5 practical questions to answer when you move up the property ladder

Moving into your second home and stepping up the property ladder can be just as daunting as buying your first home. While you may have built up equity and understand the buying process more than first-time buyers, there are still some things you need to know.

There are many reasons why you may be looking to move up the property ladder now. Perhaps you’ve outgrown your current home, want to relocate to a new area, or are now in a position to buy a more expensive property?

Deciding to step up the property ladder can be exciting, but it can be stressful too. Getting to grips with the process and setting out your priorities first can make it smoother.

Most second-time buyers will still be using a mortgage to purchase their next home. These five questions can help you find the right mortgage and weigh up the costs of moving.

1. Could you port your current mortgage?

If you are happy with your current mortgage, you may be able to retain the interest rate terms by porting it. This is often done if you have a favourable interest rate or if you’re ready to move before your mortgage deal ends. You will still need to apply for a new mortgage with your current lender.

It’s not always possible to port your mortgage or borrow more through it, but it’s worth checking with your lender. You should expect to pay some fees to port your mortgage, so make sure you understand these first. You should also look at what other deals are on offer, as taking out a new mortgage deal with a different provider could be cheaper in the short and long term.

2. How much deposit will you put down?

As a second-time buyer, you will usually have built up equity in your current home. This means you may be able to put down a larger deposit than you did when buying your first home. You’ll likely have repaid some of your loan and the value of the property may have increased too. According to the Halifax House Price Index, the average house price increased by 9.8% in 2021.

Keep in mind that deposits are calculated as a percentage of the total property value. So, while you may be putting down a larger sum, you will still need to consider the loan-to-value (LTV) ratio.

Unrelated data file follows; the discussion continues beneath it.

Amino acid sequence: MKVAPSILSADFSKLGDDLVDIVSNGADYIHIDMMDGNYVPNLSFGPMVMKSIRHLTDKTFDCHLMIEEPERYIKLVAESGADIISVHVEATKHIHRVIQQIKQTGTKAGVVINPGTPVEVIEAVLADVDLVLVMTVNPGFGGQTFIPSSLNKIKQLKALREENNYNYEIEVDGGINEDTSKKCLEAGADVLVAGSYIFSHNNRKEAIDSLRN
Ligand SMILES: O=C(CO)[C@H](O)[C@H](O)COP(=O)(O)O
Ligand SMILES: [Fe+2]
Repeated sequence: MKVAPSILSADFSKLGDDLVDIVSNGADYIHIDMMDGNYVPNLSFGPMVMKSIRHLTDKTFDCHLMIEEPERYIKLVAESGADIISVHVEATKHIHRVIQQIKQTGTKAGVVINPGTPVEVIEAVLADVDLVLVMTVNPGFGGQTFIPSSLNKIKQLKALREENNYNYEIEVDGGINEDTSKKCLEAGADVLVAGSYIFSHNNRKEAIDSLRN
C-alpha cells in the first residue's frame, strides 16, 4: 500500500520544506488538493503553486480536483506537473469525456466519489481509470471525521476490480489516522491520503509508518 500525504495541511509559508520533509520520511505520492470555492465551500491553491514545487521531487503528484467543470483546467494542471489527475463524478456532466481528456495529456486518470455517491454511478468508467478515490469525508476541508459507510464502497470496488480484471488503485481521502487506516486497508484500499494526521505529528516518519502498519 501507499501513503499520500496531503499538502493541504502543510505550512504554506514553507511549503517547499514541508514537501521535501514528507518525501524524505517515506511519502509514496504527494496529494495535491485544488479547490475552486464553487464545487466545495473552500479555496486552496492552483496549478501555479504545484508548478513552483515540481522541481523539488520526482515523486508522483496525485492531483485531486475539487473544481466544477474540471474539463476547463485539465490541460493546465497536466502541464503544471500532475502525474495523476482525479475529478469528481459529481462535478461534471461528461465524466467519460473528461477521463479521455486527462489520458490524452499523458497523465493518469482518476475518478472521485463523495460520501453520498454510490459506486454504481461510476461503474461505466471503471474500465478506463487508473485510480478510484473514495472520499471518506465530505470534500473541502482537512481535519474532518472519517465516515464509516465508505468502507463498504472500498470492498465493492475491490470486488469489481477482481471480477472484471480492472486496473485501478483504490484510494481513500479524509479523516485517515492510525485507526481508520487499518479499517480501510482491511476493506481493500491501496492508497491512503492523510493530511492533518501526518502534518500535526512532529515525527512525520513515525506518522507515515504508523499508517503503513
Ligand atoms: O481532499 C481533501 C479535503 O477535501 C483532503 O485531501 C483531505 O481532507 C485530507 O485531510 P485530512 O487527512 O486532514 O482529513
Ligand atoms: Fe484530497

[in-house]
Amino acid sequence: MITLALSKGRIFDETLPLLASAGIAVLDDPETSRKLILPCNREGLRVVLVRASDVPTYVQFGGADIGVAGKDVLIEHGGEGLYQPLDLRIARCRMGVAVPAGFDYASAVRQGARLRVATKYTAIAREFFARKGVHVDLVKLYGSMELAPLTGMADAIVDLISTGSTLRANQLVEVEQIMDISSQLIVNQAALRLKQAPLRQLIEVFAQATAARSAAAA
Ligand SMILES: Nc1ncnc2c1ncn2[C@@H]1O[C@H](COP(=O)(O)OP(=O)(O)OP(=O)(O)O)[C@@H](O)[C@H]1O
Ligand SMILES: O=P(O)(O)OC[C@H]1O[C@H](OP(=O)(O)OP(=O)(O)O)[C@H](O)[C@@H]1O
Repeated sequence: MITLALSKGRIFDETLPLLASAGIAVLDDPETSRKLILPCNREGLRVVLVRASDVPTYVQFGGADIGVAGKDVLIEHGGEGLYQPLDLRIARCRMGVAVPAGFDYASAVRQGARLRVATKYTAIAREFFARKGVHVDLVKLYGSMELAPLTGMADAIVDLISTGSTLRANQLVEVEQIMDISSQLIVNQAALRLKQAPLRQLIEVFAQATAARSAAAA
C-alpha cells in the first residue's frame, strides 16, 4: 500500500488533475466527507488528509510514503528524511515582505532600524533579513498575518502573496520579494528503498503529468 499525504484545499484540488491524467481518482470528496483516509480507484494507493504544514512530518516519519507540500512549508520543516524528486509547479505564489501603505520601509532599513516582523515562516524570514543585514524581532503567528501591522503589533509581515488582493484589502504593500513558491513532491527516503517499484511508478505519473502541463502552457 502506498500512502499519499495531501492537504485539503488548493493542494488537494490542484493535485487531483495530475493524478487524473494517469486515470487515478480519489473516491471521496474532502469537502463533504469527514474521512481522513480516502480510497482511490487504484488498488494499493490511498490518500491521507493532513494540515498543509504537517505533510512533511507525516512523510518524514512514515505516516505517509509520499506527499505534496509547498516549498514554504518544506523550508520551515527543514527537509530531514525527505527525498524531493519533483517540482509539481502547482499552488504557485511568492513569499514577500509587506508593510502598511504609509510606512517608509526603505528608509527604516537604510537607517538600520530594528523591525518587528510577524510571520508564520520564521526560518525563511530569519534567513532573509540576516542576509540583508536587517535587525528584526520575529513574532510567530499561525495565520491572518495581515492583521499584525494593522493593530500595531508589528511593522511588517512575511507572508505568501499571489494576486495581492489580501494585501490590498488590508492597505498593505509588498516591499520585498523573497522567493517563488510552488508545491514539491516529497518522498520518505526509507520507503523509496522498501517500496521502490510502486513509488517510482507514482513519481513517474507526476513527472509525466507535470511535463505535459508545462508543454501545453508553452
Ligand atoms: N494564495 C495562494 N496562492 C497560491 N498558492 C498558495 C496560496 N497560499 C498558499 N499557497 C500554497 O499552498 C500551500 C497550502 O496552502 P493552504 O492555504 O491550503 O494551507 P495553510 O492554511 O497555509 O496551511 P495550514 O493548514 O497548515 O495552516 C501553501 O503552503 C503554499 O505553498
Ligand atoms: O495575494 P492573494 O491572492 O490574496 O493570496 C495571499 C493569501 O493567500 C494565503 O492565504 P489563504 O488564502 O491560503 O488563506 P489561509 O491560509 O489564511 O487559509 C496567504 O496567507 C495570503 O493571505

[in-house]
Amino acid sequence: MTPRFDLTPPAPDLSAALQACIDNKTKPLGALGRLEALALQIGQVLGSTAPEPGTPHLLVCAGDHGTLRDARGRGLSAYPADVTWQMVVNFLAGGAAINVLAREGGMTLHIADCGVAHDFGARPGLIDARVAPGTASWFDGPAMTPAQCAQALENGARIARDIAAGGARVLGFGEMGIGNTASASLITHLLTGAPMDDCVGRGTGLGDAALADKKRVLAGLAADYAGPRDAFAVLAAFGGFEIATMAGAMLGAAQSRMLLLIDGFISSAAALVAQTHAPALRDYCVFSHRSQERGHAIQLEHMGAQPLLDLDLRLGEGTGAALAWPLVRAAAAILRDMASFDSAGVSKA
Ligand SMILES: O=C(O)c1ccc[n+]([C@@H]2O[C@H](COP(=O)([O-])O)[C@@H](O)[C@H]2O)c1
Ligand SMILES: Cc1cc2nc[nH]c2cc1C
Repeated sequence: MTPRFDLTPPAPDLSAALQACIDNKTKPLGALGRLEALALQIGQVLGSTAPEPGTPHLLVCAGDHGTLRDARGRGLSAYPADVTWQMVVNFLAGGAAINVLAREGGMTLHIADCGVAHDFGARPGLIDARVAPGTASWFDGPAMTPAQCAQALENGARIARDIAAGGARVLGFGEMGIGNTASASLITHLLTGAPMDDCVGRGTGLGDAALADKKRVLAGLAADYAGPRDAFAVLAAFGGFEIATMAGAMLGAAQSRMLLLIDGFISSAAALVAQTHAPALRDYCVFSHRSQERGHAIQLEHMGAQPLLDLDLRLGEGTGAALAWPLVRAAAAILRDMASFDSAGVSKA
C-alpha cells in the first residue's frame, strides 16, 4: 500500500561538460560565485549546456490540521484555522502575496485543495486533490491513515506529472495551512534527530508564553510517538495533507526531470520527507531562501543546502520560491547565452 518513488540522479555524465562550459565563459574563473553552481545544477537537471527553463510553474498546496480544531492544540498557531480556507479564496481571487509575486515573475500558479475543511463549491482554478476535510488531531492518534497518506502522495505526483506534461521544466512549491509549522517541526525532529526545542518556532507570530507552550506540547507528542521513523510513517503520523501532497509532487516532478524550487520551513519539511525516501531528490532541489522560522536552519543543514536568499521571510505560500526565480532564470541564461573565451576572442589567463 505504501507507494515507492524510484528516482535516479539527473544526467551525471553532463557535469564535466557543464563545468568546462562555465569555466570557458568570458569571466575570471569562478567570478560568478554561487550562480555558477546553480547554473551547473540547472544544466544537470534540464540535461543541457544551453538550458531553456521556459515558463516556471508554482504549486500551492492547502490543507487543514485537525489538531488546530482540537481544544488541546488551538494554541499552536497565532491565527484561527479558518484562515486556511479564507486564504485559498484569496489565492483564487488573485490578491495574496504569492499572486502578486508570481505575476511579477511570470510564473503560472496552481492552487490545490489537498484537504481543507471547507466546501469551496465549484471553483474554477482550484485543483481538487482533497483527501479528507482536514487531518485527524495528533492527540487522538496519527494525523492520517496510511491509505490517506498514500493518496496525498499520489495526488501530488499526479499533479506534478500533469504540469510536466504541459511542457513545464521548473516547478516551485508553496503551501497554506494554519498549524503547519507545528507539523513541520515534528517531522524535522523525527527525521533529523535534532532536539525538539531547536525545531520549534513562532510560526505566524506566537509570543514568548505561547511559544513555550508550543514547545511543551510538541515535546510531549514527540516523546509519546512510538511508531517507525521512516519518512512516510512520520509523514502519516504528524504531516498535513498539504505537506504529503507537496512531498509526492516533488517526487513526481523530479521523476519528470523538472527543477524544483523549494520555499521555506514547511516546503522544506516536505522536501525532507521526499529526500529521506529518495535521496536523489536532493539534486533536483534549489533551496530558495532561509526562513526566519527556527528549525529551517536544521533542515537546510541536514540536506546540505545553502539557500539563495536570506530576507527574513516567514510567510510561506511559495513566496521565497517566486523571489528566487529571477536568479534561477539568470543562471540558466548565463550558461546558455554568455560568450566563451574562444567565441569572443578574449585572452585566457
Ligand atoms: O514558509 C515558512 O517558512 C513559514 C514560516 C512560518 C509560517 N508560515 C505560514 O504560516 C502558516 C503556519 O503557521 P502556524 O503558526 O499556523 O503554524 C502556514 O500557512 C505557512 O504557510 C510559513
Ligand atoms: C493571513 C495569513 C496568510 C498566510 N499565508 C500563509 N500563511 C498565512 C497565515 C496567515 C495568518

You will usually need a deposit of at least 10%, although there are some 5% deals available. The lower the LTV, the more competitive the interest rate you’ll typically be offered. There may also be reasons to retain some of the profits from the sale of your first home, for example, to carry out renovation projects in your new home.

How much you’ll place down as a deposit will usually be linked to the sale price of your home, so be realistic about how much your current property is likely to sell for.

3. How long do you want your mortgage term to be?

Traditionally, homebuyers took out a 25-year mortgage and would own their home outright after these 25 years. However, as homes have increased in price, some buyers have taken out longer mortgages and you have the option to change the term of the mortgage when you take out a new deal. Moving up the property ladder is a good time to assess how long you want to pay your mortgage for.

Increasing your mortgage term can make monthly repayments more affordable, as the cost is spread out over a longer period, but the total amount of interest paid will be greater. In contrast, shortening the mortgage term will increase your monthly payments but mean you pay less interest over the full term.

4. Will your new mortgage repayments still be affordable?

If you’re planning to purchase a more expensive property, assessing your affordability is important. Will you still be able to keep up with repayments?

Mortgage lenders will also assess your affordability when you apply for a new mortgage. As someone moving up the property ladder, you may be able to demonstrate that you can reliably meet mortgage repayments to lenders. However, the lender will also review your income, outgoings, and how you’d cope with an interest rate rise just as they did when you bought your first home.

Lenders will also use your credit report to assess how risky lending to you is. So, going through your report to ensure it’s accurate and highlighting any potential red flags is a step you should take.

5. What additional costs will you face?

When selling and buying a home to move up the property ladder, you will face additional costs.

You may need to pay estate agent fees and mortgage fees. As you will be both selling and buying a property, you should expect conveyancing fees to your solicitor to be higher than when you were a first-time buyer too.

If you’re hoping to buy your second home, you may not have paid Stamp Duty the first time. Stamp Duty is paid when you buy property or land over a certain price in England and Northern Ireland. There are similar taxes in Scotland and Wales.

The rate of Stamp Duty you will pay will depend on the value of the property.

According to the Halifax House Price Index, the average property in the UK is now around £275,000, which would mean a Stamp Duty bill of £3,750. You must pay Stamp Duty within 14 days of buying a property, so it’s important to make the costs part of your budget.

If you’re ready to move up the property ladder, please contact us. We can help you secure a mortgage and make the process of buying your second home as stress-free as possible.

Please note: This blog is for general information only and does not constitute advice. The information is aimed at retail clients only.

Your home may be repossessed if you do not keep up repayments on a mortgage or other loans secured on it.

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